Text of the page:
After reporting in December that it had found malware on the computers operating the company's payment processing systems, Hyatt Hotels Corp. listed 250 hotels that could have exposed information stored on the payment cards, including cardholder names, payment card numbers and internal verification codes and expiration dates.
The malware, which the hotel's investigation showed was on the system starting in July, was discovered on Nov. 30 as part of normal IT operations.
“The investigation identified signs of unauthorized access to payment card data from cards used onsite at certain Hyatt-managed locations, primarily at restaurants, between August 13, 2015 and December 8, 2015,” the company said in a statement. “A small percentage of the at-risk cards were used at spas, golf shops, parking, and a limited number of front desks, or provided to a sales office during this time period. The at-risk window for a limited number of locations began on or shortly after July 30, 2015.”
The company said that once the malware was discovered it “worked quickly” with third-party security pros to investigate the malware, which it said grabbed “the data was being routed through affected payment processing systems.”
“Though it is common to see malware capture credit cards at the time of the swipe, in this instance, the malware collected card data while it was being routed through the affected payment processing systems, according to Hyatt's statement,” Brad Cyprus, chief of security and compliance at Netsurion, said in comments emailed to SCMagazine.com. “2016 is picking up right where we left off last year, with more evidence of the IT security threat the hospitality industry is facing.”
Noting that hospitality companies “face extraordinary challenges” to protect data at the point-of-sale (POS) because “card-on-file transactions are common” so card data is “stored longer than typical,” Mark Bower, global director of product management, enterprise data security for HPE Security – Data Security, in comments emailed to SCMagazine.com, said, “It appears a good portion of breached data came from the restaurant side of the hotel chain's facilities” which use “integrated POS environments running applications in an environment that is not as secure as modern hardened payment terminals designed to capture payment data and implement encryption independent from the POS itself.”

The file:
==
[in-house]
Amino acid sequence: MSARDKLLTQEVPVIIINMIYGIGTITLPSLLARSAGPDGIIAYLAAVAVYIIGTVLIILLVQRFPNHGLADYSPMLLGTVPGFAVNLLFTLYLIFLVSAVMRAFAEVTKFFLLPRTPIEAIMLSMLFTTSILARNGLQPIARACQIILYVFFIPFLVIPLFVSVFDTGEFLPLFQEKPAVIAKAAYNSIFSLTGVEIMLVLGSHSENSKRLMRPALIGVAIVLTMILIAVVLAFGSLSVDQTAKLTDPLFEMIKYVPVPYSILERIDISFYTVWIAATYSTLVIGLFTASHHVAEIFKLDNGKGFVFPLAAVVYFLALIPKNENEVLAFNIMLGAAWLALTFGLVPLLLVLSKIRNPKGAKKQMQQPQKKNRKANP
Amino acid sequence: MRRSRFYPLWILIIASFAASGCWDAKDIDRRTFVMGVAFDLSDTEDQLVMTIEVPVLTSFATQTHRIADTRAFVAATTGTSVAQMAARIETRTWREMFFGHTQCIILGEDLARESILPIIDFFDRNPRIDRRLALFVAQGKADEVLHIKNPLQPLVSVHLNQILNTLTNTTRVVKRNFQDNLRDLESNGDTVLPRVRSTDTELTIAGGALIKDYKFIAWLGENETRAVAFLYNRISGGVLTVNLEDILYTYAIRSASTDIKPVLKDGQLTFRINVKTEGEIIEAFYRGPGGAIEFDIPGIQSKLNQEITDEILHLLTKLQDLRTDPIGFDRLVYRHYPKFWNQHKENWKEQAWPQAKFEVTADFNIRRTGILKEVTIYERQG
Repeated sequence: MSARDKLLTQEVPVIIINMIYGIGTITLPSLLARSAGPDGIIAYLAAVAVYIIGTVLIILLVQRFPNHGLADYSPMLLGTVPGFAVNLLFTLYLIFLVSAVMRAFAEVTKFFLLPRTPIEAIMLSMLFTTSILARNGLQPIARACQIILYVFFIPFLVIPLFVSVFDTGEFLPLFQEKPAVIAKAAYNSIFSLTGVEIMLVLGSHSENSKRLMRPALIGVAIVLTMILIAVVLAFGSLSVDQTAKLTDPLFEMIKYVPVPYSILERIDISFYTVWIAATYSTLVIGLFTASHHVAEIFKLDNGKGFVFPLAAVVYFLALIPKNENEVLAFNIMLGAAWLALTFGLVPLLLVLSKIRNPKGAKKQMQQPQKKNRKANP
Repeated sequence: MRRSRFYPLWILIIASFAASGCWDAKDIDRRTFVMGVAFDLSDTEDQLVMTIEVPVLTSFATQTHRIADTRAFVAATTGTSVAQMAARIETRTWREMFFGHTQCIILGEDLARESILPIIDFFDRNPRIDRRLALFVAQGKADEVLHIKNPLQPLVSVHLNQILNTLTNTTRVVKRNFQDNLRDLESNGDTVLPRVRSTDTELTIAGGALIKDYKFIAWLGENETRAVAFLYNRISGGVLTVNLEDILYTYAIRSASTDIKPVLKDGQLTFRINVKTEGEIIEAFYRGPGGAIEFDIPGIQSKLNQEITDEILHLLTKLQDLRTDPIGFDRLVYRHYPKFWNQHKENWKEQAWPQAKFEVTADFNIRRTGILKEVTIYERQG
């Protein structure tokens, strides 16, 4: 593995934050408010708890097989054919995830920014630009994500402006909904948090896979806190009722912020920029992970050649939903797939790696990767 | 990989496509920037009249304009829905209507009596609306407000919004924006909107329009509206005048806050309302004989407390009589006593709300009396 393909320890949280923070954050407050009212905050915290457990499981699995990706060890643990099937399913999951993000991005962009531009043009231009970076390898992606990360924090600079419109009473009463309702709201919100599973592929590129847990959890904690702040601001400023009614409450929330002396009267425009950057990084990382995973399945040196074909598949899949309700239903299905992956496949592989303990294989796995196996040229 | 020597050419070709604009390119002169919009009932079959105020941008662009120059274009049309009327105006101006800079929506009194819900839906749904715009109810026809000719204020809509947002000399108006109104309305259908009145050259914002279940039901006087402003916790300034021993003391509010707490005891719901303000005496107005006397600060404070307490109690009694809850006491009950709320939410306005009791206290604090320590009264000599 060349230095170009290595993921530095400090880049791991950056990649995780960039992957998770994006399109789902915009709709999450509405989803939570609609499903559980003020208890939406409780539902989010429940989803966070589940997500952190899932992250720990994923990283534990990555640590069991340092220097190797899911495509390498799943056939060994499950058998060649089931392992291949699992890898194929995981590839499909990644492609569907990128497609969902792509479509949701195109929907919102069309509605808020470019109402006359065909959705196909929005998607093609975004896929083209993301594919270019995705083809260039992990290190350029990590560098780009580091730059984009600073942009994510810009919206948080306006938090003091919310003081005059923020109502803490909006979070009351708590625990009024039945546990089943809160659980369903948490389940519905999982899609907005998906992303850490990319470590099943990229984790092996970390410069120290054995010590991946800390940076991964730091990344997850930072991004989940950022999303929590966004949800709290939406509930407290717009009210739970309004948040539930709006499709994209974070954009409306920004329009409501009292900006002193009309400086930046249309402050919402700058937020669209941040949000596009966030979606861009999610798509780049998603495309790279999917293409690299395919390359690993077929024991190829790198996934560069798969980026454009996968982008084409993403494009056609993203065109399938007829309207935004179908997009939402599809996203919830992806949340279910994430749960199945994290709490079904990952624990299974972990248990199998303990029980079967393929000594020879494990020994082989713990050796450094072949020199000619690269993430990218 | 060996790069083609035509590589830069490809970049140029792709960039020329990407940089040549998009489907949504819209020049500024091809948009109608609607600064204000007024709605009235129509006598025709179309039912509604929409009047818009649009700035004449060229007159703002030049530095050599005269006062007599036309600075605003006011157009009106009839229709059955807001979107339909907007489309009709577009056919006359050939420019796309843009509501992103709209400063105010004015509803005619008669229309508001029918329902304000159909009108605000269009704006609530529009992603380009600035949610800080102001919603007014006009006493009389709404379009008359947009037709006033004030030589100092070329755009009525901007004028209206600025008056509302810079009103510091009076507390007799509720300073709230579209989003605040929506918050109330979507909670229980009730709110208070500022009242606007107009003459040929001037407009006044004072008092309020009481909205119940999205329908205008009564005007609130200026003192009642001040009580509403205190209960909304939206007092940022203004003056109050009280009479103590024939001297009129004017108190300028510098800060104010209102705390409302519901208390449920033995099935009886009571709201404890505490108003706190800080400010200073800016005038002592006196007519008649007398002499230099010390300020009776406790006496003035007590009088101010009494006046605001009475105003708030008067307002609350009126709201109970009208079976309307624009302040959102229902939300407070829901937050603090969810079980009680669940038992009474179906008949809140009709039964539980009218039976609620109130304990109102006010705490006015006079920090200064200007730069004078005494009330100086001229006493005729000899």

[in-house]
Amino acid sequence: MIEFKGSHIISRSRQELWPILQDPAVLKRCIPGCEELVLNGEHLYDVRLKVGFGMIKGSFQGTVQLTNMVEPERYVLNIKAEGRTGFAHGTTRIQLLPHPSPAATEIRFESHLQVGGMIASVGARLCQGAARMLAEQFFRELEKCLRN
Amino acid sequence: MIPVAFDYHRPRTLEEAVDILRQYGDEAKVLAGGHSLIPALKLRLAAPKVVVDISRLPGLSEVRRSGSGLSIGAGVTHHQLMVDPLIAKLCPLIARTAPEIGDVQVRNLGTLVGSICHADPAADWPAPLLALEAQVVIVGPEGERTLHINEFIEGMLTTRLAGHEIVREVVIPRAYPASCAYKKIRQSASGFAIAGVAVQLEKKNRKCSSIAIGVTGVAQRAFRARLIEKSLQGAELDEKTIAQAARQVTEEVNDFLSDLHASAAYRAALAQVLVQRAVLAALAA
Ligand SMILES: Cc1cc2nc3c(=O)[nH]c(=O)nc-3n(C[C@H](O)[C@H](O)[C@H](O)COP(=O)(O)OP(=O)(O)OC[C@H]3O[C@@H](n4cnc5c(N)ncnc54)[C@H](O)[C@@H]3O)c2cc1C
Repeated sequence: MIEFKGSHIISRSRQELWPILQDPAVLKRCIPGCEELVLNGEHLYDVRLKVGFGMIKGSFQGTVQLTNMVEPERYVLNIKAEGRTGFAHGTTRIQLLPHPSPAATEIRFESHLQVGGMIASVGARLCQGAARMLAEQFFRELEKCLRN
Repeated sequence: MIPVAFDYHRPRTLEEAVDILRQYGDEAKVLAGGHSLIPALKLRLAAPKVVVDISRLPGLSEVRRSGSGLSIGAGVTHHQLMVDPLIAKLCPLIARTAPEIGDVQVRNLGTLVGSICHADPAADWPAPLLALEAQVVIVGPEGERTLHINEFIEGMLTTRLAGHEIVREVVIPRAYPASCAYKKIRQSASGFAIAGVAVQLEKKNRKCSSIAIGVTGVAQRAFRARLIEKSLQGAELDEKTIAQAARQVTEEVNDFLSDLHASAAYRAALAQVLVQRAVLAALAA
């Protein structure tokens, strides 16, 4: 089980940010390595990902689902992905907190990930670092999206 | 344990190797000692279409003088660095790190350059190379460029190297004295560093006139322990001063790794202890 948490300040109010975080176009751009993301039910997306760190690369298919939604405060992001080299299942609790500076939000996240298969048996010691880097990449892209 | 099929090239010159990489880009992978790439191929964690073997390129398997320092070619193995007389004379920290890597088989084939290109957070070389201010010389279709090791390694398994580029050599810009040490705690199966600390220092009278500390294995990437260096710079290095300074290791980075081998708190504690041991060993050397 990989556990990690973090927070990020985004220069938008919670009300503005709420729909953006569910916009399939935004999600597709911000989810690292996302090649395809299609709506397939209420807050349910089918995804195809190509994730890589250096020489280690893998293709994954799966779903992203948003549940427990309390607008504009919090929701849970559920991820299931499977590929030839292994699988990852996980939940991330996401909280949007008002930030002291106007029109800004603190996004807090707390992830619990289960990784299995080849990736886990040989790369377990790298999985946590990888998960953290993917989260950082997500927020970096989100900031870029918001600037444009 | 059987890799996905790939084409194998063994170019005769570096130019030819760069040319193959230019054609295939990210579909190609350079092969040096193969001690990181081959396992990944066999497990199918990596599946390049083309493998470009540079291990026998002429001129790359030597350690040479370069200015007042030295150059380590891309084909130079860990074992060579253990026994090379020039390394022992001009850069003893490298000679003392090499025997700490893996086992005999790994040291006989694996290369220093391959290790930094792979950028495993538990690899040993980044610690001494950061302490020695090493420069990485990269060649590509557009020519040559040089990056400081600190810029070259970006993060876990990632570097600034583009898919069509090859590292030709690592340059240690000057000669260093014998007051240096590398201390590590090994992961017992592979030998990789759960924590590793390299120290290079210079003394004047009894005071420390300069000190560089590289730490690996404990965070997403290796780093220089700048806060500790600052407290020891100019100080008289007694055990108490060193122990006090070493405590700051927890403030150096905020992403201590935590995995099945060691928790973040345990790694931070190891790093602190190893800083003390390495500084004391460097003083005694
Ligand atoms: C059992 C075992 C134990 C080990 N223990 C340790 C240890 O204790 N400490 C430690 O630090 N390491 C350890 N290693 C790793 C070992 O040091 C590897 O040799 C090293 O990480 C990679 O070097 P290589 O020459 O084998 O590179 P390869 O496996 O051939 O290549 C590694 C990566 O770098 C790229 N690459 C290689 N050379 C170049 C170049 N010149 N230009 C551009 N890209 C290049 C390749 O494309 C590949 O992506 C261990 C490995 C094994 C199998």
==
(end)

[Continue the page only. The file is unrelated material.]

Hyatt does not believe any other information was exposed, but urged customers to keep an eye on payment card activity. The hotel chain has started sending notifications “for at-risk transactions where a cardholder's name was affected.” The company will provide a year of CSID Protector services to those affected.
Twistlock Chief Strategy Officer Dr. Chenxi Wang noted in comments emailed to SCMagazine.com, that while few details have emerged “Hyatt will have to show the world whether it was using state-of-the-art encryption, data masking, and secure communications methods. I will not be surprised that some parts of their systems were to be found with lackluster security.”
The breach raised questions at to whether “Hyatt was deemed PCI-compliant at the time,” mused Wang. “Clearly they failed to protect customers' payment data,” she said, noting the growing resourcefulness of cybercriminals.
The incident should also serve as a wakeup call to the industry to get security in hand. “In the New Year, these businesses, from individually owned hotels to large, national chains, should resolve to strengthen security postures,” said Cyprus.
“Many quick service and restaurant organizations have implemented newer data-centric security in these platforms by the addition of new card reading systems which encrypt the data before it arrives into the POS itself,” Bower said. “Given the need to update the POS to handle EMV chip cards, the addition of encryption to protect the sensitive data from all forms of payment card is a no-brainer.”
With encryption in play if a POS is compromised, then “the attackers get nothing he said. “This data-centric approach is realistically the only way to avoid POS malware impact.”
And Wang called for the PCI Council as well as the whole industry “to raise the bar for minimal acceptable protection standards to protect consumer data."